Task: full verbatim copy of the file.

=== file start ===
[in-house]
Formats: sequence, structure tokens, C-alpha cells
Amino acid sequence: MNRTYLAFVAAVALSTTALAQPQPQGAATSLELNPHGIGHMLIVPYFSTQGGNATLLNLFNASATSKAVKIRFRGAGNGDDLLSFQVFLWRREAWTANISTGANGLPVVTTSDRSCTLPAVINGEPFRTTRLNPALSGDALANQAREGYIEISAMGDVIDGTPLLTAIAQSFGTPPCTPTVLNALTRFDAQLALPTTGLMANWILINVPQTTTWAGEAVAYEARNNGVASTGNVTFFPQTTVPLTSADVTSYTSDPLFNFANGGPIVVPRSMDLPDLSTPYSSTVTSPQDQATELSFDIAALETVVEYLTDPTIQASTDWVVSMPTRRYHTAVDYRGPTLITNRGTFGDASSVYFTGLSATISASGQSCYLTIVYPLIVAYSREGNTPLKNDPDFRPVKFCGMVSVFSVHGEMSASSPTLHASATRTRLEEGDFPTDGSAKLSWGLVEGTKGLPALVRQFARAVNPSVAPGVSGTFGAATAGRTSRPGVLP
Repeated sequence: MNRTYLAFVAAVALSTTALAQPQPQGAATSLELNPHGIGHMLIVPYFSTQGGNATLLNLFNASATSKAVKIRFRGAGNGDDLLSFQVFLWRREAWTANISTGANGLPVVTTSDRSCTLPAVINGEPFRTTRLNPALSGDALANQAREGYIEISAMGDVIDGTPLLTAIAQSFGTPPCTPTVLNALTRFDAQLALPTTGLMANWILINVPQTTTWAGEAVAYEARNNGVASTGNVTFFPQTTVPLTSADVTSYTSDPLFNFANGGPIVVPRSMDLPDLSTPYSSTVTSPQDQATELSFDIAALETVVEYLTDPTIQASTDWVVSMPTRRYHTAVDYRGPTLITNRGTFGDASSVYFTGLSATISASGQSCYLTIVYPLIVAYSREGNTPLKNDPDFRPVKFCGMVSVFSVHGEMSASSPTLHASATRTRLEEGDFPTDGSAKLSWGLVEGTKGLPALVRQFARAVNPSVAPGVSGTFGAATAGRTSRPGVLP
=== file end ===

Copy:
[in-house]
Formats: sequence, structure tokens, C-alpha cells
Amino acid sequence: MNRTYLAFVAAVALSTTALAQPQPQGAATSLELNPHGIGHMLIVPYFSTQGGNATLLNLFNASATSKAVKIRFRGAGNGDDLLSFQVFLWRREAWTANISTGANGLPVVTTSDRSCTLPAVINGEPFRTTRLNPALSGDALANQAREGYIEISAMGDVIDGTPLLTAIAQSFGTPPCTPTVLNALTRFDAQLALPTTGLMANWILINVPQTTTWAGEAVAYEARNNGVASTGNVTFFPQTTVPLTSADVTSYTSDPLFNFANGGPIVVPRSMDLPDLSTPYSSTVTSPQDQATELSFDIAALETVVEYLTDPTIQASTDWVVSMPTRRYHTAVDYRGPTLITNRGTFGDASSVYFTGLSATISASGQSCYLTIVYPLIVAYSREGNTPLKNDPDFRPVKFCGMVSVFSVHGEMSASSPTLHASATRTRLEEGDFPTDGSAKLSWGLVEGTKGLPALVRQFARAVNPSVAPGVSGTFGAATAGRTSRPGVLP
Repeated sequence: MNRTYLAFVAAVALSTTALAQPQPQGAATSLELNPHGIGHMLIVPYFSTQGGNATLLNLFNASATSKAVKIRFRGAGNGDDLLSFQVFLWRREAWTANISTGANGLPVVTTSDRSCTLPAVINGEPFRTTRLNPALSGDALANQAREGYIEISAMGDVIDGTPLLTAIAQSFGTPPCTPTVLNALTRFDAQLALPTTGLMANWILINVPQTTTWAGEAVAYEARNNGVASTGNVTFFPQTTVPLTSADVTSYTSDPLFNFANGGPIVVPRSMDLPDLSTPYSSTVTSPQDQATELSFDIAALETVVEYLTDPTIQASTDWVVSMPTRRYHTAVDYRGPTLITNRGTFGDASSVYFTGLSATISASGQSCYLTIVYPLIVAYSREGNTPLKNDPDFRPVKFCGMVSVFSVHGEMSASSPTLHASATRTRLEEGDFPTDGSAKLSWGLVEGTKGLPALVRQFARAVNPSVAPGVSGTFGAATAGRTSRPGVLP